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Fighting Ebola and Conflict: Beni, in northeastern Democratic Republic of Congo (DRC), has been affected by conflict for over 25 years, and in 2018 had also to deal with a major outbreak of the deadly Ebola virus. A health worker waits to handle an unconfirmed case of Ebola at a newly built treatment centre in Bunia, 200 km north of Beni, on 7 November 2018.
© John Wessels, Agence France-Presse
Health

Ebola Monitoring Suspended in South Sudan After 3 Aid Workers Were Killed

By Lasuba Memo

JUBA — Three aid workers with the International Organization for Migration (IOM) have been killed in South Sudan, during fighting between government forces and National Salvation Front (NAS) rebels.

The aid organisation said Wednesday it has suspended Ebola screening activities at various locations near the border with the Democratic Republic of Congo, because it is too dangerous to continue operations in those areas at this time.

The IOM communications officer in Juba, Liatile Putsoa, told VOA's South Sudan in Focus that one female and two male volunteer aid workers from Morobo County were caught in cross-fire Sunday between government forces and NAS rebels who were fighting in the remote village of Isebi, in Yei River state.

"We are deeply saddened by the loss of our staff members. We reiterate that innocent civilians and humanitarian workers should not be targets of such a senseless act of violence," Putsoa said.

On Wednesday, the IOM still did not have a clear understanding of what the aid workers were doing when they got caught up in the fighting, according to Putsoa.

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In a statement Wednesday, the aid group said a female volunteer and the son of the murdered female aid worker were abducted during the attack. Their whereabouts were unknown.

The statement said two more male volunteers suffered non-life threatening injuries and one of the injured was recovering from a gunshot wound.

Emmi Antinoja, head of communications for the UN Office for the Coordination of Humanitarian Affairs in Juba, said the aid organisation strongly condemns "violence against humanitarian workers and demands that those responsible be brought to justice."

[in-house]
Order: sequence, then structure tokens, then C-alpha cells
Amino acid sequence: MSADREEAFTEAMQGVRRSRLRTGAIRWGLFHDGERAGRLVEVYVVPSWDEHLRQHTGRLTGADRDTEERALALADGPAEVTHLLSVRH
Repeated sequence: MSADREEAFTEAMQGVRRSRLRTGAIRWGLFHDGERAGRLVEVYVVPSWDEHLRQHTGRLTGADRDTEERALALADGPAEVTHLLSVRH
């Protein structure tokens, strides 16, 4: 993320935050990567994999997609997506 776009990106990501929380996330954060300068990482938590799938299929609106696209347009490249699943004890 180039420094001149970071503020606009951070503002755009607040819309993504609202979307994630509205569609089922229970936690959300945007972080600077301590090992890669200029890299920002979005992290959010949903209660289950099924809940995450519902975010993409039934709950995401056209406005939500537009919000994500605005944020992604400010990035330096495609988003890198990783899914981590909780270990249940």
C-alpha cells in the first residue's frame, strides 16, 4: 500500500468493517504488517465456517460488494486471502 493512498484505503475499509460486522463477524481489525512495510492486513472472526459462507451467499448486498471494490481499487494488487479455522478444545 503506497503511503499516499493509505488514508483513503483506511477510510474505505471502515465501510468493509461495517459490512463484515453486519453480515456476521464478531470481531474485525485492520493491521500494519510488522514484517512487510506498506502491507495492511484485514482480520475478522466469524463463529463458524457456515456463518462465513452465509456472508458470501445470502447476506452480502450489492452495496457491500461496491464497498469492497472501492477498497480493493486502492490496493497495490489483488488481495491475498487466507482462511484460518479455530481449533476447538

On Tuesday, the National Salvation Front issued a statement in which it accused government forces of attacking rebel positions in Morobo County on Oct. 27 and 28, adding that NAS forces fought back in self-defense.

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When asked about the aid workers killed Sunday, NAS spokesperson Suba Samuel said he could not understand how IOM workers were among the 17 government forces that the NAS claimed to have killed during the fighting.

"I don't know how IOM personnel happened to be involved in that. But what we know, we pursued SSPDF (South Sudan People's Defense Force) soldiers and it was purely a military operation. If there were civilians, they could be the wives of those soldiers that are around," Samuel told South Sudan in Focus.

SSPDF spokesperson Major General Lul Ruai Koang confirmed that clashes occurred in Morobo County on Sunday but accused NAS rebels of attacking government forces' positions in Isebi.

Koang said he was not aware of any deaths among IOM workers.

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"The report I received did not indicate that we had personnel from that organization that were killed along with our service men. You could find out from the civil authority in the area but the area attacked is purely ours. … Maybe they were attacked in a separate incident," Kuang told South Sudan in Focus.

The IOM has suspended Ebola awareness and monitoring activities along the South Sudan-DR Congo border following the recent violence.

"Right now the measure that we have taken is, we have suspended operation in five locations; that is in Isebi, Bazi, Kirikwa, Lasu, and Okaba, and so we cannot guarantee the safety and security of our personnel," said Putsoa.

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This marks the first killing of aid workers in South Sudan since 2018, according to the UNOCHA.

A total of 115 aid workers have been killed in South Sudan since the outbreak of violence in December 2013, which touched off a five-and-a-half-year conflict between government and rebel forces.

Most of South Sudan's warring parties signed a revitalised peace agreement in September 2018; however, the NAS was not one of them.